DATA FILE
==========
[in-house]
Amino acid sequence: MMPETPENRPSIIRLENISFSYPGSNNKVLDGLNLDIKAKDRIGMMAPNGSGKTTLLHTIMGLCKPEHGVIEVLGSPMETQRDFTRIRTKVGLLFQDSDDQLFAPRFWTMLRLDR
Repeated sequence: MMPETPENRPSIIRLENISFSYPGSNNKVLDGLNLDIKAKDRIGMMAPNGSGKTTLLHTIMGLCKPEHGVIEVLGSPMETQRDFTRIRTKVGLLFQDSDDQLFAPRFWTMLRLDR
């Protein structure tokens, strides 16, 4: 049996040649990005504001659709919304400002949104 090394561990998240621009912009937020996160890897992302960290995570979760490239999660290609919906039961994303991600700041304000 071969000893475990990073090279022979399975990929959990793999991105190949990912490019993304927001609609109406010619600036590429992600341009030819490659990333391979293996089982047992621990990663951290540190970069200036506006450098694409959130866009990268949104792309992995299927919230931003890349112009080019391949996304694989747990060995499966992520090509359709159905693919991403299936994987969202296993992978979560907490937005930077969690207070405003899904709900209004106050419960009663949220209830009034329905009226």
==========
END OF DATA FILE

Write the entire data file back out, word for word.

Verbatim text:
[in-house]
Amino acid sequence: MMPETPENRPSIIRLENISFSYPGSNNKVLDGLNLDIKAKDRIGMMAPNGSGKTTLLHTIMGLCKPEHGVIEVLGSPMETQRDFTRIRTKVGLLFQDSDDQLFAPRFWTMLRLDR
Repeated sequence: MMPETPENRPSIIRLENISFSYPGSNNKVLDGLNLDIKAKDRIGMMAPNGSGKTTLLHTIMGLCKPEHGVIEVLGSPMETQRDFTRIRTKVGLLFQDSDDQLFAPRFWTMLRLDR
């Protein structure tokens, strides 16, 4: 049996040649990005504001659709919304400002949104 090394561990998240621009912009937020996160890897992302960290995570979760490239999660290609919906039961994303991600700041304000 071969000893475990990073090279022979399975990929959990793999991105190949990912490019993304927001609609109406010619600036590429992600341009030819490659990333391979293996089982047992621990990663951290540190970069200036506006450098694409959130866009990268949104792309992995299927919230931003890349112009080019391949996304694989747990060995499966992520090509359709159905693919991403299936994987969202296993992978979560907490937005930077969690207070405003899904709900209004106050419960009663949220209830009034329905009226």